Special Session Packed with Important Issues
The Virginia General Assembly returned to Richmond last week for a one-day Special Session to consider several important issues. The House of Delegates took up: Medicaid Expansion; Budget Adjustment; Defending Virginia Laws; and some Judicial Positions.
First was the consideration of Medicaid expansion bills. Speaker Howell had asked that there be discussion of ideas and bills brought forth related to healthcare coverage before we reconvened.
While there were two healthcare bills introduced by Republican delegates, there were no Medicaid expansion bills introduced by House Democrats. The one healthcare bill that came to the Floor was HB 5008 Virginia Healthcare Independence Act that failed by 64 (N) - 33 (Y) on the House side, so it did not move to the Senate. It was a plan for government to assist with payment of health insurance premiums for some low-income adults. Evaluating costs and long-term sustainability with rising rates were issues that needed to be resolved.
No Senate bills dealing with healthcare came to the House side for a vote. Some were introduced and sent to committees on the Senate side.
Another very important issue was addressing the state revenue shortfall reported for the first half of the year. In order to keep the state's promise to pay the bills of the Commonwealth, we passedHB 5010A (Y-93 N-4) and Senate vote (Y-35 N-2).
The General Assembly passed this legislation to close Virginia's $2.4 billion revenue shortfall, to provide certainty for our economy and to send a clear signal to the bond rating agencies that Virginia is and will always remain a Triple-A investment. The bill uses some Rainy Day funds, but those are automatically restored proportionally as more revenue comes in.
The House took solid action in HR566 to accomplish three purposes: To uphold the Virginia Constitution Marriage Amendment, to protect Virginia as a right to work state and to prohibit the Governor from attempting to expand Medicaid without action of the General Assembly. This resolution authorizes the Speaker of the House to employ legal council to represent the House of Delegates to halt any or all of these actions. It passed (Y65-N32).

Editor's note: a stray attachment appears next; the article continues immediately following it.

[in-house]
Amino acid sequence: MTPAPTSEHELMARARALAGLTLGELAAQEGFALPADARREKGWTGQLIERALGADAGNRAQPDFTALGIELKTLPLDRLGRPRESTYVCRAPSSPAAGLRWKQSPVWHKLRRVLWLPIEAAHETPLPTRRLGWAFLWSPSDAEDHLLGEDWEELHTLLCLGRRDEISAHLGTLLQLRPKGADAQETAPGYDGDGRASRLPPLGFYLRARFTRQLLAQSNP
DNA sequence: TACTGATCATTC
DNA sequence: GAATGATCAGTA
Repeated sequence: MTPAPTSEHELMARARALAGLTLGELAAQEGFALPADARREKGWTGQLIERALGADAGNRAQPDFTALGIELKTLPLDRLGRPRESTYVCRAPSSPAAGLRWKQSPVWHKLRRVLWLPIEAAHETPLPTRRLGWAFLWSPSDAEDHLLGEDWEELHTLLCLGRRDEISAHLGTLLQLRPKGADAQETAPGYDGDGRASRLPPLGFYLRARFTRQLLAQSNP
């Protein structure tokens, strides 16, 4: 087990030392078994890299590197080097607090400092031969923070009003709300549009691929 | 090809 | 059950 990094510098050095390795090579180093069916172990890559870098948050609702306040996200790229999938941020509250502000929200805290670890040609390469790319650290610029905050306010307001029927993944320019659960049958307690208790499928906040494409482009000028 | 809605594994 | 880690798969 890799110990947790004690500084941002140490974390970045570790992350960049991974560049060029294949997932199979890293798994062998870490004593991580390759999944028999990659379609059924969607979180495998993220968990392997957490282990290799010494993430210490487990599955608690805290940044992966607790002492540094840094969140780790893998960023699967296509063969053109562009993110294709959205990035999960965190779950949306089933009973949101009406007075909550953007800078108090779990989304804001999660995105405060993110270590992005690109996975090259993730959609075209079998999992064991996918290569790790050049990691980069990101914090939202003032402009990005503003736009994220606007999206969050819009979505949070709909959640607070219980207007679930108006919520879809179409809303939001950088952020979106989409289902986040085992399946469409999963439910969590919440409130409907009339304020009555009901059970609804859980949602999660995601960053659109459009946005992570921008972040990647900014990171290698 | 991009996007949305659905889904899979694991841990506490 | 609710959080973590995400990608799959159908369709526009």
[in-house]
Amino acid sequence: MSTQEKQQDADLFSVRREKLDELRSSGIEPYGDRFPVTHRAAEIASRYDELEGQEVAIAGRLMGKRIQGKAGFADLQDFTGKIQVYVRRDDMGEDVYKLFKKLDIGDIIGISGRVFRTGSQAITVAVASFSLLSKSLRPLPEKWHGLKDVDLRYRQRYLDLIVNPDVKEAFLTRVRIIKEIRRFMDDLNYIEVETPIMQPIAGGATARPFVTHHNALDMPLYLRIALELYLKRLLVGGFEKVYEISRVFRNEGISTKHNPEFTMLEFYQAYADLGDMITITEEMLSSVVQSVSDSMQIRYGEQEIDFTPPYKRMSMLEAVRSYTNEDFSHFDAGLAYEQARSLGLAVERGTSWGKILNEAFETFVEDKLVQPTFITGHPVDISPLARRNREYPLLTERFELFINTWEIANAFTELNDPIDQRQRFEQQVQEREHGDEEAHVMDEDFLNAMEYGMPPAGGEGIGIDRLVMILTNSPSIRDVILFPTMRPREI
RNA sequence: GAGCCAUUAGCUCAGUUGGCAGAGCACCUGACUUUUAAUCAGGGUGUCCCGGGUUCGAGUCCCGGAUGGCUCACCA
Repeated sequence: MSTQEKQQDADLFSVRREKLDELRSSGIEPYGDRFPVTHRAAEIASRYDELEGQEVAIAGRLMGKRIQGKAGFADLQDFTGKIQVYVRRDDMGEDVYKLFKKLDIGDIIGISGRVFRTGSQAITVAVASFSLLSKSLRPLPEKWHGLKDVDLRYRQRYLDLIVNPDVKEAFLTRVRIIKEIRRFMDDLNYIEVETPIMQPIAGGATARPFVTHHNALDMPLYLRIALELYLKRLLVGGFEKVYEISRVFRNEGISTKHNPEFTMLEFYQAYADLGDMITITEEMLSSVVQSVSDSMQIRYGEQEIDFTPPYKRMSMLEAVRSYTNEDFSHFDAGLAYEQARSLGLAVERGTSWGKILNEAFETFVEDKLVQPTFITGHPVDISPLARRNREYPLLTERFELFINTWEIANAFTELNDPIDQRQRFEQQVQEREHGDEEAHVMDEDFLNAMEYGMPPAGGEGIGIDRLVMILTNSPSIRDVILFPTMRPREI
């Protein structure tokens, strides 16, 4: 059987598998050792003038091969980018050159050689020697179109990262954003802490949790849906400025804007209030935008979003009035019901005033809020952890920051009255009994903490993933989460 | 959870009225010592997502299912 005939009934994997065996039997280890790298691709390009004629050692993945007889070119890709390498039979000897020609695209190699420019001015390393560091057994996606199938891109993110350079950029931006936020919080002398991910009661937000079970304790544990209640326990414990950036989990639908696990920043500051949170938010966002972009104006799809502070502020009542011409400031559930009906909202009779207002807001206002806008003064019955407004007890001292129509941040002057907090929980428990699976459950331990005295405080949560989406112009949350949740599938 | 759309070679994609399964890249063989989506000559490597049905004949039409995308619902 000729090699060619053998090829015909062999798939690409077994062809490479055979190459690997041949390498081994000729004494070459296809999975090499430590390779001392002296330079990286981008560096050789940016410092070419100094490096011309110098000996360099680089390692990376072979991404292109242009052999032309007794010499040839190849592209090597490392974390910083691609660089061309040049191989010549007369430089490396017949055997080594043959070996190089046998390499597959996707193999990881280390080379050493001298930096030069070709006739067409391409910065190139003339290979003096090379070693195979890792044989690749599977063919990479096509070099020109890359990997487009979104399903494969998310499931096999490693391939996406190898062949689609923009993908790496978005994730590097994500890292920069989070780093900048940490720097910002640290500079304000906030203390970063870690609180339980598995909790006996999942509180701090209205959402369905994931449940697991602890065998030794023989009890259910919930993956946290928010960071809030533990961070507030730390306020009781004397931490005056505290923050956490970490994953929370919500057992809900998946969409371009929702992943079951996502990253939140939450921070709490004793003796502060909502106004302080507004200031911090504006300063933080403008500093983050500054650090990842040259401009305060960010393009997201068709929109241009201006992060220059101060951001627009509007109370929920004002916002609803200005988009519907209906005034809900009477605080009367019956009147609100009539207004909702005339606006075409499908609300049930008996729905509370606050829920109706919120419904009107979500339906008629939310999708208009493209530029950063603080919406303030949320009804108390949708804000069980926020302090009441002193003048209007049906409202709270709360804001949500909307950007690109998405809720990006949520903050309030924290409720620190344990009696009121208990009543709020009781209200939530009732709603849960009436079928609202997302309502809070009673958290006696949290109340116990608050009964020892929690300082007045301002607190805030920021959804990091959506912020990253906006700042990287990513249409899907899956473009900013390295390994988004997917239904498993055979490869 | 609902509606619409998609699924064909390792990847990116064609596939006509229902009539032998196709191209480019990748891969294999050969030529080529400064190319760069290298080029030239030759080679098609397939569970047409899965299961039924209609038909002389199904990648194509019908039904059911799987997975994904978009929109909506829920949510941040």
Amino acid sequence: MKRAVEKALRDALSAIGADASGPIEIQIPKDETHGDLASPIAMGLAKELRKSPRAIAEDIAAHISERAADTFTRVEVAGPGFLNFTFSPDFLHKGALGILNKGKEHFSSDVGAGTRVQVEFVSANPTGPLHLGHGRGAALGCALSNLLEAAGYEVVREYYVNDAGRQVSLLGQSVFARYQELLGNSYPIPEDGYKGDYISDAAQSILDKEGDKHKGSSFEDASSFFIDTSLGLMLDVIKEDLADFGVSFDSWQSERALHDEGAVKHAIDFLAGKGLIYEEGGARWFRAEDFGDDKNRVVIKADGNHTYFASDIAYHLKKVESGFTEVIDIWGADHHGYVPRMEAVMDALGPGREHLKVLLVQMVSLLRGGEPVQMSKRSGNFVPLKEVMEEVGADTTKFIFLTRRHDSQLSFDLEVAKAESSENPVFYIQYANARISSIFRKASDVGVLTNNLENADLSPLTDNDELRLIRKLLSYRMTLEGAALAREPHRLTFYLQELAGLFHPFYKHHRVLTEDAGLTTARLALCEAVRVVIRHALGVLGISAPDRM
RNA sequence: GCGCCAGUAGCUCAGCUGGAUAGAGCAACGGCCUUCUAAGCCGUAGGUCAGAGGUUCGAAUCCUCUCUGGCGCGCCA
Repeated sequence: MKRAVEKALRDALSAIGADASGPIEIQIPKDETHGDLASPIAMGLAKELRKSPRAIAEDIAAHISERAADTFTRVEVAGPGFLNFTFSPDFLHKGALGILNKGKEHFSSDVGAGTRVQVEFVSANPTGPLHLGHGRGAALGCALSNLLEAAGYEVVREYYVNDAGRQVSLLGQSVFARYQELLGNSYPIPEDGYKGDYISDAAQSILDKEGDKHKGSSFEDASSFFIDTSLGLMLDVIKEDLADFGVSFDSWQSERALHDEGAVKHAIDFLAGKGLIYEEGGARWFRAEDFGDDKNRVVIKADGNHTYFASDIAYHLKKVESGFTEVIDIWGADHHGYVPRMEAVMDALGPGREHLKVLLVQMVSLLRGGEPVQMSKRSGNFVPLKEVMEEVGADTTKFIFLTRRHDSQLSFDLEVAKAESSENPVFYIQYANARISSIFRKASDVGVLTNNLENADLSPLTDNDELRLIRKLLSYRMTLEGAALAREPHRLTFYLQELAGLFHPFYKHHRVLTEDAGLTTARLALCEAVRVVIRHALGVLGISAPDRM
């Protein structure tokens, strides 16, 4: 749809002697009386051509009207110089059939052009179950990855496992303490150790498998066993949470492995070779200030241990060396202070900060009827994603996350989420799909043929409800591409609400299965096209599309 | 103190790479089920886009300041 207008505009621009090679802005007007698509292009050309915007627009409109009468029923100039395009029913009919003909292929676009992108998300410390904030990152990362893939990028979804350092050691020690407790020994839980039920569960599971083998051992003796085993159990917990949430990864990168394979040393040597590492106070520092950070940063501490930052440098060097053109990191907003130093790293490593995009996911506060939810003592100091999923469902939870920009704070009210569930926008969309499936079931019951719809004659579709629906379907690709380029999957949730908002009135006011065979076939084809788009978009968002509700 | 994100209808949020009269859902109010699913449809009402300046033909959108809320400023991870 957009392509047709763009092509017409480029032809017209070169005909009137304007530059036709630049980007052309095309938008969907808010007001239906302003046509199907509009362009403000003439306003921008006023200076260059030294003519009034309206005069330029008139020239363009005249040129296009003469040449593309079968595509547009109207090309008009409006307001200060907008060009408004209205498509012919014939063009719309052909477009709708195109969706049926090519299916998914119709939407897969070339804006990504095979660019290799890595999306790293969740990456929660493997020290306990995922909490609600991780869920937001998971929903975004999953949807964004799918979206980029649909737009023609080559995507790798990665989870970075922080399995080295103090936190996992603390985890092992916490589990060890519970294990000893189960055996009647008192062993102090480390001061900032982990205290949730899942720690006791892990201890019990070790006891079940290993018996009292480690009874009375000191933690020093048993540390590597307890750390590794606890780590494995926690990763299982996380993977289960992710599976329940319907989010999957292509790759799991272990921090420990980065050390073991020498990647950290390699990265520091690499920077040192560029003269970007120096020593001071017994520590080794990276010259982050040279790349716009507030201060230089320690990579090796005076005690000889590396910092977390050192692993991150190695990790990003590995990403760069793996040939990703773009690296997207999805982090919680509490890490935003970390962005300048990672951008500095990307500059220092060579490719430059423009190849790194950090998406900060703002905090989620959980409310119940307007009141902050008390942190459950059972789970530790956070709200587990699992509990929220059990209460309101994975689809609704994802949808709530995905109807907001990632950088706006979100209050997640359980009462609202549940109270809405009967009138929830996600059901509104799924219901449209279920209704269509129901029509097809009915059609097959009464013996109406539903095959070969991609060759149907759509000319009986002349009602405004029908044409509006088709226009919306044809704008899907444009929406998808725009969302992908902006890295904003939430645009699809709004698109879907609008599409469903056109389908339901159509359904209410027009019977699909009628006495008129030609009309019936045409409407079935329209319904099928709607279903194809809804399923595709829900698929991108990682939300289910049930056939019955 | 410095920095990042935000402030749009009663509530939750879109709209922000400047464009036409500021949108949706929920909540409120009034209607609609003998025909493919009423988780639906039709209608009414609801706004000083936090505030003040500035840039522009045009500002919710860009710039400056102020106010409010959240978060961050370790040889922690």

In part this resolution states:
WHEREAS, the House of Delegates and the Commonwealth of Virginia have a strong and independent interest in defending the constitutionality of Virginia's laws as well as preserving the separation of powers required by the Constitution of Virginia; now, therefore, be it
RESOLVED by the House of Delegates, That the Speaker of the House of Delegates hereby be authorized to employ legal counsel to represent the House of Delegates in state courts, and be authorized to remove Attorney General Mark Herring from his improper role in challenging Virginia's marriage laws, and be authorized to take all steps for the House of Delegates to present the position of the Commonwealth in pending litigation involving the challenge to the constitutionality of Virginia's marriage laws; and, be it
RESOLVED FURTHER, That the Speaker of the House of Delegates hereby be authorized to employ legal counsel to represent the House of Delegates in addressing any unconstitutional or illegal attempt to undermine the Commonwealth's right to work laws, contrary to the duly enacted laws of the General Assembly; and, be it
RESOLVED FURTHER, That the Speaker of the House of Delegates hereby be authorized to employ legal counsel to represent the House of Delegates in addressing any unconstitutional or illegal attempt by the Governor to expand Medicaid without the authorization of the General Assembly, which authorization has been explicitly withheld from the Governor; and, be it
RESOLVED FURTHER, That the Speaker of the House of Delegates hereby be authorized to employ legal counsel to represent the House of Delegates in any proceeding in which a provision of the Constitution of Virginia is contested or is at issue or in which the constitutionality, legality, or application of a law established under legislative authority is at issue and the Governor and Attorney General choose not to defend the provision or law in such proceeding, or in which it is necessary to defend the responsibilities, authority, and prerogatives of the House of Delegates;
And finally, we dealt with the election or re-election of 45 Virginia judges, including Circuit Court, General District Court and Juvenile and Domestic Relations District Court Judges. While we have one opening in the 22nd Judicial District due to the retirement of Judge Lee Stilwell of Danville, that position has not been filled and may come up in a Special Session in late October. Our local delegation is responsible for bringing a nomination before the Courts of Justice Committees.